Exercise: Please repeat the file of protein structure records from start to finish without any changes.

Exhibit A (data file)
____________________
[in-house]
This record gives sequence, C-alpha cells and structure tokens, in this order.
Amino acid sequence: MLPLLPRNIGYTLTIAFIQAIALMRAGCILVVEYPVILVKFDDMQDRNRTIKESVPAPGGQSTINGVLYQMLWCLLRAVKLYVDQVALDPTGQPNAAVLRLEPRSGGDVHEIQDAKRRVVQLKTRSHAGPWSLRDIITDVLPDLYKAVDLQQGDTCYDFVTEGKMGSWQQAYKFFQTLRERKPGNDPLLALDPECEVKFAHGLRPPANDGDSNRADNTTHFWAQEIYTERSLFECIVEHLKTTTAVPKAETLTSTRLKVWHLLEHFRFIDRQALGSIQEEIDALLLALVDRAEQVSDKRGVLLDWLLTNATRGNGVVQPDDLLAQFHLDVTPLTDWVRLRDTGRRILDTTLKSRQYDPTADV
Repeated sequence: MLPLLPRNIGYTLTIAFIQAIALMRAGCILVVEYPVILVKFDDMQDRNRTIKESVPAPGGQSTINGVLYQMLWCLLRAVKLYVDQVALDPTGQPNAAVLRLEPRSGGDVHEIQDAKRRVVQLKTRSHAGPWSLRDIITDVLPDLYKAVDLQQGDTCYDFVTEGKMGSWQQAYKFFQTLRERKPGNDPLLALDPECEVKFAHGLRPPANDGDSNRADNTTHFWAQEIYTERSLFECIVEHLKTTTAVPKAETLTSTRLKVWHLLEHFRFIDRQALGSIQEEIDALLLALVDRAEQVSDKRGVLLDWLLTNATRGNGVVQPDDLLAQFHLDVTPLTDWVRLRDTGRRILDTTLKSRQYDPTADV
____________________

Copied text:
[in-house]
This record gives sequence, C-alpha cells and structure tokens, in this order.
Amino acid sequence: MLPLLPRNIGYTLTIAFIQAIALMRAGCILVVEYPVILVKFDDMQDRNRTIKESVPAPGGQSTINGVLYQMLWCLLRAVKLYVDQVALDPTGQPNAAVLRLEPRSGGDVHEIQDAKRRVVQLKTRSHAGPWSLRDIITDVLPDLYKAVDLQQGDTCYDFVTEGKMGSWQQAYKFFQTLRERKPGNDPLLALDPECEVKFAHGLRPPANDGDSNRADNTTHFWAQEIYTERSLFECIVEHLKTTTAVPKAETLTSTRLKVWHLLEHFRFIDRQALGSIQEEIDALLLALVDRAEQVSDKRGVLLDWLLTNATRGNGVVQPDDLLAQFHLDVTPLTDWVRLRDTGRRILDTTLKSRQYDPTADV
Repeated sequence: MLPLLPRNIGYTLTIAFIQAIALMRAGCILVVEYPVILVKFDDMQDRNRTIKESVPAPGGQSTINGVLYQMLWCLLRAVKLYVDQVALDPTGQPNAAVLRLEPRSGGDVHEIQDAKRRVVQLKTRSHAGPWSLRDIITDVLPDLYKAVDLQQGDTCYDFVTEGKMGSWQQAYKFFQTLRERKPGNDPLLALDPECEVKFAHGLRPPANDGDSNRADNTTHFWAQEIYTERSLFECIVEHLKTTTAVPKAETLTSTRLKVWHLLEHFRFIDRQALGSIQEEIDALLLALVDRAEQVSDKRGVLLDWLLTNATRGNGVVQPDDLLAQFHLDVTPLTDWVRLRDTGRRILDTTLKSRQYDPTADV